By Mike Taibbi Correspondent
updated 5/31/2005 2:08:46 PM ET
SANTA MARIA, Calif. — A silver-haired attorney stood and said “The defense rests,” not calling any of the rebuttal witnesses he’d been expected to call, and the vast machine of the Jackson trial press corps poured out of the courtroom to report the news. After 13 weeks, 60 days of testimony, 140 witnesses and more than a dozen years of allegations, rumors, intermittent tabloid frenzy and Ahab-like persistence from a local District Attorney, the question of whether an entertainer of world-class stature is also a pedophile is about to be answered by a jury.
With no final defense rebuttal, the last piece of evidence presented by the prosecution to the 20 local citizens in the jury box (12 primary jurors plus eight alternates) was an hour-long videotape of the understandably sympathetic first police interview with Jackson’s young accuser. Mumbling and with seeming reluctance, the boy related the sordid details of his alleged molestation by the faded popstar over a few nights in the winter of 2003.
“Once you share this you’ll feel better,” prodded Sgt. Steve Robel. The boy, a cancer survivor, fidgeted in his chair, eyes downcast. Robel asked what sports he liked, he said “football and baseball.”
“I wanted to be a pro ballplayer,” the veteran cop said. “I was scouted by the Philadelphia Phillies, they came to talk to me and my parents. But certain things got in the way… it’s called politics.”
Soon enough the boy told his story. That Jackson trolled internet porn sites with him on the night they first met at Neverland. That he gave him wine, vodka, scotch and rum. That he talked often about sex, shared his collection of pornographic magazines and, “…maybe five times or so,” reached over as the two shared Jackson’s bed, after both had been drinking, and fondled him.
The jurors had heard those specific allegations before when the boy had testified earlier in the trial. I watched the boy on the tape: Were his hesitations and lack of eye contact evidence of the established difficulty male victims of male pedophiles have in first disclosing their molestation? Or was it a performance by a skilled and experienced liar as defense witnesses made him out to be? I looked at the jury box a couple of times: They were watching and listening, but gave no obvious hint of what they were thinking.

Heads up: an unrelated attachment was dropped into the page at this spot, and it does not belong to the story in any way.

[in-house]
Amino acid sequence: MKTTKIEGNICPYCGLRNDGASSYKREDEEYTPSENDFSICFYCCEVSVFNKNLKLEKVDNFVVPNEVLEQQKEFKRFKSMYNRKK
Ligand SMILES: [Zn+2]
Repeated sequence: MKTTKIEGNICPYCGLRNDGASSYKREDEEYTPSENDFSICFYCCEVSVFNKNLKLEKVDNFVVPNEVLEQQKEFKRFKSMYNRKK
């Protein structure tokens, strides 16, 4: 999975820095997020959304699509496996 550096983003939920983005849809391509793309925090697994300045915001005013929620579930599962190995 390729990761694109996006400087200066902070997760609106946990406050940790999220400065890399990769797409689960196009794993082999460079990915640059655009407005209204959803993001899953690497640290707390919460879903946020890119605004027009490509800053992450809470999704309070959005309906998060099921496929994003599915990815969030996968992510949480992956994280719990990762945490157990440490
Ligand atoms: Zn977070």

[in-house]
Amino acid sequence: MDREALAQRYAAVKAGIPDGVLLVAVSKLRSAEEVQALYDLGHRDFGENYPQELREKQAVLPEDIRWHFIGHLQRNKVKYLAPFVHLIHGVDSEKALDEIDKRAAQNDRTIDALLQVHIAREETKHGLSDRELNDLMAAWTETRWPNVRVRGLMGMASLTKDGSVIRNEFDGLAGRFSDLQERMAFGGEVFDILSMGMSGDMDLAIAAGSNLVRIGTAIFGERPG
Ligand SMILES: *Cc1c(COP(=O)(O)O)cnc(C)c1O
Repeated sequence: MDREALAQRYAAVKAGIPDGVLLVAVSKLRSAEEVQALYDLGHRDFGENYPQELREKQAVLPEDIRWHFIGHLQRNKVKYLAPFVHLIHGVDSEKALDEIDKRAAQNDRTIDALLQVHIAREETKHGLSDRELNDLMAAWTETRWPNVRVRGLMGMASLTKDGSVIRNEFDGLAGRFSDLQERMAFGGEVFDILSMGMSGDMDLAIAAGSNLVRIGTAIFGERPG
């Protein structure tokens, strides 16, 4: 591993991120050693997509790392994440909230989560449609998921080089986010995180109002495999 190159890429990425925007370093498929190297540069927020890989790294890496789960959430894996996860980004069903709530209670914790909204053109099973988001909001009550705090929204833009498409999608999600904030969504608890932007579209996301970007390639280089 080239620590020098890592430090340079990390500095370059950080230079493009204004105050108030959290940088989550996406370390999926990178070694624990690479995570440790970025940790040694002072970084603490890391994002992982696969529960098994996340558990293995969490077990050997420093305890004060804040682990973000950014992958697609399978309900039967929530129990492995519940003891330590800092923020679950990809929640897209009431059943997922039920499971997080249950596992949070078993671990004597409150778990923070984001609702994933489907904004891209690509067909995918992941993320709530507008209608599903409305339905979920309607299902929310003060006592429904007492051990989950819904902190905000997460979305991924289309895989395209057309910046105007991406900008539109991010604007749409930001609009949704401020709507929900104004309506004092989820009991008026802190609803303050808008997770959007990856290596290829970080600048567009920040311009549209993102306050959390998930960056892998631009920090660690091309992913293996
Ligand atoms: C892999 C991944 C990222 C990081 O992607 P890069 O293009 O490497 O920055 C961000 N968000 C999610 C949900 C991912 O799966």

“You’ve been through hell,” Sgt. Robel was saying near the end of the interview. “What he has done to you, he is the bad person, not you. You, your mom, your sister, your brother… you’re the good people. You guys are doing the right thing, you’re helping a lot of people.”
Robel asked the boy if he’d “be open to making a phone call to Michael”– a pretext call in hopes that the popstar would make a damaging admission.
The boy shook his head. It was going to be his word… and that of his mother, sister and brother…against Jackson’s. Period. Four months later, with virtually no further substantive investigation beyond the interviews with the accuser and his family, one of the most famous people on the planet would be arrested. The tape ended.
The courtroom lights came back on. The silver-haired lawyer, Jackson’s lead attorney Tom Mesereau, stood up, said his three words, and sat down. A defense source had told me Mesereau had studied the tape and “wasn’t worried about it,” convinced, the source said, that the jury already had an indelible picture of the boy and his family as grifters out to skin any available mark, especially celebrities, with the boy’s sickness as their currency of persuasion.
I ambled deliberately out of court while other reporters raced past me to spread the news worldwide. Jury instructions and final arguments after the holiday weekend, and then those citizens in the box will do their thing. And then, thankfully for me, home.